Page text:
A shocking story made headlines last year, putting all those who have used or have thought about using an anonymous sperm donor on edge. James Christian Aggeles, a sperm donor for the Georgia sperm bank Xytex, provided fabricated information about himself.
His profile, “Donor 9623,” lured 26 families into using his sperm to complete their families, from which 36 children were born. Donor 9623 attracted so many parents because of his resume of impressive accomplishments: he was completing his PhD in neuroscience engineering, was in tiptop shape, boasted an IQ of 160, and had no history of family disease except for his father’s color blindness.
However, the real background of Donor 9623 could not have been further from the truth. Sadly, Aggeles, 39, was a convicted felon, never graduated from college, and suffered from schizophrenia and bipolar disorder.
This alarming discovery was made by Canadian residents Angela Collins and Margaret Elizabeth Hanson, who used Donor 9623 to help conceive their son back in 2007. They learned the truth after Xytex inadvertently sent them e-mail correspondences about their donor which included his name.
Following some internet investigation, the couple realized that they had been misled and deceived. Serious concerns about the well-being of their child ensued.
“It was like a dream turned nightmare in an instant,” said Collins in an interview with the Toronto Star.
The couple sued Xytex last year, but the case was dismissed by Fulton County Superior Court Judge Robert McBurney, because it was based on a “wrongful birth” cause of action.
Last October, CBS News reported, “Fulton County Superior Court Judge Robert McBurney wrote in an order filed Tuesday that while the lawsuit makes allegations including fraud, negligence and product liability, each claim is ‘rooted in the concept of wrongful birth,’ which isn’t recognized under Georgia law.” The article continued with the judge’s order, “The concept of ‘wrongful birth’ arises when parents claim they would not have gone forward with a birth if they had been fully informed of a fetus’ condition.”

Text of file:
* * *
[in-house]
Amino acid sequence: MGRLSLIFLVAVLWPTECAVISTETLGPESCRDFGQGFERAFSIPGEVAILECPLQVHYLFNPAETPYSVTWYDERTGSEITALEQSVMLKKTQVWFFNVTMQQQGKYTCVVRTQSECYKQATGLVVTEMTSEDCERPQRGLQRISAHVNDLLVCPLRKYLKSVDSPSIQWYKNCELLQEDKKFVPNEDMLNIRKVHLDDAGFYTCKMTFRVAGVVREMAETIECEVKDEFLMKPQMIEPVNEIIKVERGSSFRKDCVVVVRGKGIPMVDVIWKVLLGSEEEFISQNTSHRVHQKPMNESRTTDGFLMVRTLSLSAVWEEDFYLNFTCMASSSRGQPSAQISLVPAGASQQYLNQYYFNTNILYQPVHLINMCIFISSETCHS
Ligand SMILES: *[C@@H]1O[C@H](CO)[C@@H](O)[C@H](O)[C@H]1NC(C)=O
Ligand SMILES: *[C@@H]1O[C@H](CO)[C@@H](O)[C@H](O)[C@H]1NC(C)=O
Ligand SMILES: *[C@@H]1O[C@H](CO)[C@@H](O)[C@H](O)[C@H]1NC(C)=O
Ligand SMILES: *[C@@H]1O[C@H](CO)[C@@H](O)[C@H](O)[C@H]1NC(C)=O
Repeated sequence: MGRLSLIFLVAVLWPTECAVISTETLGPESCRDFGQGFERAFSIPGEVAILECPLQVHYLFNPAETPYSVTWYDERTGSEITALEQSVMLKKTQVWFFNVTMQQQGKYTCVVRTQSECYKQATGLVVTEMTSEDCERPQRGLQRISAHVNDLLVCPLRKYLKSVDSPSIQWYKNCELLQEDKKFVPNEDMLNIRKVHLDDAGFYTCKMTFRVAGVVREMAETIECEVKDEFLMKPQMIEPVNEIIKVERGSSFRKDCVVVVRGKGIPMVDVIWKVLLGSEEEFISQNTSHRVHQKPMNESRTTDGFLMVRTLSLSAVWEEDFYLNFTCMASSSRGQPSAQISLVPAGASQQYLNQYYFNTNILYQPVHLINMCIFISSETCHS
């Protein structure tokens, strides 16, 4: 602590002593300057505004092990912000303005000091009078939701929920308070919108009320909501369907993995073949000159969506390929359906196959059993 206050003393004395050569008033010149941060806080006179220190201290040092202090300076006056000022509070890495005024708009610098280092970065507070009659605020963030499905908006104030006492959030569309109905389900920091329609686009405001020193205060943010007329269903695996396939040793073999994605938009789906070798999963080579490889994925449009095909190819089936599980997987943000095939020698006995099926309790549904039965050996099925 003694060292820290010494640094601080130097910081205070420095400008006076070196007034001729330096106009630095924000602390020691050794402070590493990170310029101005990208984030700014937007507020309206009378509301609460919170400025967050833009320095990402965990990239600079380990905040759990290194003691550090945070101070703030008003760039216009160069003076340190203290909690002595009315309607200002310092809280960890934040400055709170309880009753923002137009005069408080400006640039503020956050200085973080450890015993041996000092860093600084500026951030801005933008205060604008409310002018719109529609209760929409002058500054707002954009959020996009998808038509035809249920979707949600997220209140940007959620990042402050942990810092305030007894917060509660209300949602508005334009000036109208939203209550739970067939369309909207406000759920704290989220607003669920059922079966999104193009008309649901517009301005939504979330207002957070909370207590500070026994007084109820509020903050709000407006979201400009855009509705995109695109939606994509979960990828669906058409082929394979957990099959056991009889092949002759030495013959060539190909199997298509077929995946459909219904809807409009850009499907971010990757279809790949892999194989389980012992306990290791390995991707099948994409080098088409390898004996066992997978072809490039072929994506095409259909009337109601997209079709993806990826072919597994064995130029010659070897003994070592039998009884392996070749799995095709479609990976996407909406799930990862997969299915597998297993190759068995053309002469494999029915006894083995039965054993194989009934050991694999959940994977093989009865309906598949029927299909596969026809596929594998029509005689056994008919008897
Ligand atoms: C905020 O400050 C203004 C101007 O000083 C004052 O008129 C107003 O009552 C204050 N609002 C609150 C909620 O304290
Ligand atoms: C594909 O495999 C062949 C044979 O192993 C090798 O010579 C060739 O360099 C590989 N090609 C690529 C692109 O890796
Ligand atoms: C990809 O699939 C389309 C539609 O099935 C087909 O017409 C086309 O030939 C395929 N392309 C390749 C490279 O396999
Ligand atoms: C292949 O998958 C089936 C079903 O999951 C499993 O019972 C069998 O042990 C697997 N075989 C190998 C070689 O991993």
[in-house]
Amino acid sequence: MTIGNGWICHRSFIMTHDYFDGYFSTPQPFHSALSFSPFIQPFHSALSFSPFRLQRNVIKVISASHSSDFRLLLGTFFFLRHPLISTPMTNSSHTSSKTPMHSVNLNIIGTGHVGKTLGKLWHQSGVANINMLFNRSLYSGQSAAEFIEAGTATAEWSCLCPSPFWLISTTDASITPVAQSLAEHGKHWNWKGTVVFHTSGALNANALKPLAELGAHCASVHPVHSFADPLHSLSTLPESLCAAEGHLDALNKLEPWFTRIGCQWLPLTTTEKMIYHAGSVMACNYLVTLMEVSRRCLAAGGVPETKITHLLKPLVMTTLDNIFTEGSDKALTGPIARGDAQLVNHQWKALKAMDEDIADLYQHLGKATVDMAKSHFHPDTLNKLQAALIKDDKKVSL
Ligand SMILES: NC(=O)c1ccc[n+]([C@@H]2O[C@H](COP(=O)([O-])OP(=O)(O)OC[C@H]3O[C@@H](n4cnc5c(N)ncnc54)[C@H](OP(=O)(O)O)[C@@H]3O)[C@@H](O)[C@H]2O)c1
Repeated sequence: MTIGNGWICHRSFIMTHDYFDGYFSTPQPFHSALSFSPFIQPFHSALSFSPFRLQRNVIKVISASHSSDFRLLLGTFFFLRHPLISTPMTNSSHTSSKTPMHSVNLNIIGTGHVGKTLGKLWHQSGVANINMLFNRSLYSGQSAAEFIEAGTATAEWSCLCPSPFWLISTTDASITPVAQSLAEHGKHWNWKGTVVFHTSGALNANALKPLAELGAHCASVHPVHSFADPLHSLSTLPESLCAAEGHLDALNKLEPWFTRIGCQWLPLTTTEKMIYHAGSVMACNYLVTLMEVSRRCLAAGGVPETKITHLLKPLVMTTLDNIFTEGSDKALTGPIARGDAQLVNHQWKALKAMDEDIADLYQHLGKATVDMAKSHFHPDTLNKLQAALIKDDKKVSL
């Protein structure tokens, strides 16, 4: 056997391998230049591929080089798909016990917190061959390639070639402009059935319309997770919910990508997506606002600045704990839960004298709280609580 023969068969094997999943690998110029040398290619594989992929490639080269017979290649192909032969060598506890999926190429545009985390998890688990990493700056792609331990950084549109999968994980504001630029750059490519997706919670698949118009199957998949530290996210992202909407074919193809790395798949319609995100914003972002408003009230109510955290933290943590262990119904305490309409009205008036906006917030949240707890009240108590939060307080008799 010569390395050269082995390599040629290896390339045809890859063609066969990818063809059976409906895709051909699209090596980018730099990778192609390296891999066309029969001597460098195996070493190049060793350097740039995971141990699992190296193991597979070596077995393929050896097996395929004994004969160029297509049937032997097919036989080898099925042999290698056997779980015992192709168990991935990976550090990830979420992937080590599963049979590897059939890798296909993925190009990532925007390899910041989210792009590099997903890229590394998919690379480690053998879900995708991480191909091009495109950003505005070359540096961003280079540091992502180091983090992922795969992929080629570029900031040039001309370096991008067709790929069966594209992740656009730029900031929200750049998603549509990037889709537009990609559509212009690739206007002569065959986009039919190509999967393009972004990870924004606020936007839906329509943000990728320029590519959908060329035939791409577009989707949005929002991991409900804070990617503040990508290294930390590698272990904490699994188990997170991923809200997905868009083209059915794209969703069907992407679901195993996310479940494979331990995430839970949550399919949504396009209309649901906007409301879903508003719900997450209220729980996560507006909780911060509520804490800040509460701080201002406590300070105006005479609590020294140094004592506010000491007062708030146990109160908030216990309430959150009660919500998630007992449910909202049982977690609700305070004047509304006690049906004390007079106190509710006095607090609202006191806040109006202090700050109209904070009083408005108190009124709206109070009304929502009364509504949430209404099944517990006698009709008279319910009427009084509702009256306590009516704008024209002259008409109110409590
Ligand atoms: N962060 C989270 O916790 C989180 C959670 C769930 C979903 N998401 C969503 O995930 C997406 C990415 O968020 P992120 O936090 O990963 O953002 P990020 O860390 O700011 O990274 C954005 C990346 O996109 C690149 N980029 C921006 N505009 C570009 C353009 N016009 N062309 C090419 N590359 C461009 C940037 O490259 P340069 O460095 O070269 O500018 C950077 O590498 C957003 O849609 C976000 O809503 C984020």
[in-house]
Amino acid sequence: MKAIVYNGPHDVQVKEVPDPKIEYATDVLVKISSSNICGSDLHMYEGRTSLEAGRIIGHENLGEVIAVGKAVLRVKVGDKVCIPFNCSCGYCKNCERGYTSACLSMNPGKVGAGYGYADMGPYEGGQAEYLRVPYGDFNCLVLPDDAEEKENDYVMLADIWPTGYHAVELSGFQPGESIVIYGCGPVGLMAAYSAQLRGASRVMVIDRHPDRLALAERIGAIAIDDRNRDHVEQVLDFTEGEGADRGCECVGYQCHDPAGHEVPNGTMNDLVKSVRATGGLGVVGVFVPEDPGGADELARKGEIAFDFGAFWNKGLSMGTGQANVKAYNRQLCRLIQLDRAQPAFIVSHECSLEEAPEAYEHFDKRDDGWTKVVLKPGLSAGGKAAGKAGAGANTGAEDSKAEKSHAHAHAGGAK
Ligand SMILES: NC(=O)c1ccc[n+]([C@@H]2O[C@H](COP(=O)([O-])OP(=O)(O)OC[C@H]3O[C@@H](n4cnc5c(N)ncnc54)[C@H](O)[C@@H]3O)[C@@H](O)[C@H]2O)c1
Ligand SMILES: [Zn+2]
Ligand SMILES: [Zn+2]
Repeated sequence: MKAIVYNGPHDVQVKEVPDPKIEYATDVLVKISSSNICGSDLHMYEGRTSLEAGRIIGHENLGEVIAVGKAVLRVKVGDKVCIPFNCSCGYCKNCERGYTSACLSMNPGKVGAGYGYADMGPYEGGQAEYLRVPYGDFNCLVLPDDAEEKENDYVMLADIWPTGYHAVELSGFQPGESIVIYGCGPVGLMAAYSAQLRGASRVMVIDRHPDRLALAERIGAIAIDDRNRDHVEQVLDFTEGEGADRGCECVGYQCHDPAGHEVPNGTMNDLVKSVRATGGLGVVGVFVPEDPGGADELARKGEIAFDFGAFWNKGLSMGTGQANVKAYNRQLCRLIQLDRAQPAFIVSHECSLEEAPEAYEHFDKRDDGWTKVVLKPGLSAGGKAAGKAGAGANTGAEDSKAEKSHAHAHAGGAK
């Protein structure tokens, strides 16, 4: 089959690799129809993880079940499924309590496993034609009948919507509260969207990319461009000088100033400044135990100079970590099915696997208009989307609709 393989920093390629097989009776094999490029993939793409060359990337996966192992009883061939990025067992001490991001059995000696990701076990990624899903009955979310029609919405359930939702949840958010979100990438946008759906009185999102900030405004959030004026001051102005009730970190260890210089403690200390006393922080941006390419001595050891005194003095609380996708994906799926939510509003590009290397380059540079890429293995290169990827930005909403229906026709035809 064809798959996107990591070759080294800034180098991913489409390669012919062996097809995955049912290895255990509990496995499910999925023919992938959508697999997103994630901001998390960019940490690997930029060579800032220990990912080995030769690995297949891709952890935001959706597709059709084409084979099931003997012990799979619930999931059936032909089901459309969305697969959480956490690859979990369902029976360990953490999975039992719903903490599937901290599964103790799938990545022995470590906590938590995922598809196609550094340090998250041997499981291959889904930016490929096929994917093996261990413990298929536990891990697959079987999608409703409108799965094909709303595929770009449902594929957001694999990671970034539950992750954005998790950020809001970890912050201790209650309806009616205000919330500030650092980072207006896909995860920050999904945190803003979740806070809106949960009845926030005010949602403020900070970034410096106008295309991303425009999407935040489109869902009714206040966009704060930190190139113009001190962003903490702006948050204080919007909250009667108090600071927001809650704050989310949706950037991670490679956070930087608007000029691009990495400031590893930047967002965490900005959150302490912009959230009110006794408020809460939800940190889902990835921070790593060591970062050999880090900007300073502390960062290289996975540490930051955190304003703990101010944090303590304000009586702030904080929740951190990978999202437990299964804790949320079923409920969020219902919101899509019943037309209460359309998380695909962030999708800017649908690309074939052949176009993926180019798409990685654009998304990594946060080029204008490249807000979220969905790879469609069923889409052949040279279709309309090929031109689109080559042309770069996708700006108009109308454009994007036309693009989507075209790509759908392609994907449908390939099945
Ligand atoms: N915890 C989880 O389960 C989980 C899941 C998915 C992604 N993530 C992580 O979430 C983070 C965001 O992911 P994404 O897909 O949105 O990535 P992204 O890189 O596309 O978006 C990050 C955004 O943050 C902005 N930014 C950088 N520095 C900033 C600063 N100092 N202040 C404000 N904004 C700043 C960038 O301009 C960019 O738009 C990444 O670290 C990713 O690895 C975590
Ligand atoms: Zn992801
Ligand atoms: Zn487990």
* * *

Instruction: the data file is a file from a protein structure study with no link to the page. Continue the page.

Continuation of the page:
However, Collins and Hanson are determined in their pursuit of justice. They have refiled their case, which legal professionals expect will explore alternative theories of liability.
In the latest case to be filed, Collins and Hanson may not be fighting the battle alone. The New York Daily News reports that the couples’ San Francisco-based lawyer, Nancy Hersh, is representing 15 other clients living in the United States and Great Britain who may join the suit against Xytex.
The current lawsuit also elaborates that Aggeles was a donor from 2000 to 2014 and has helped conceive children ranging in age from toddlers to 12.
Last year, Collins and Hanson voiced concerns in their lawsuit stating that while their son is healthy today, he will need to be regularly evaluated for any symptoms of schizophrenia. According to medical professionals, symptoms generally manifest between ages 16 and 30.
In the same CBS News story reported last year, “The couple [Collins and Hanson] wants a medical monitoring fund established for the estimated three dozen children of the donor so they can be tested and treated, if necessary.”
Establishing a medical fund would be an excellent idea. Sperm banks, however, need to establish best practices and confirm information provided by their donors. It’s what reputable egg donor agencies have been doing for years. A simple phone call, email or letter would have confirmed that this donor never graduated from college. That that was never done, is appalling, considering this company was helping families create children. Consequences of this magnitude are unacceptable, and it should be more difficult for potential donors to lie and make it through the screening process.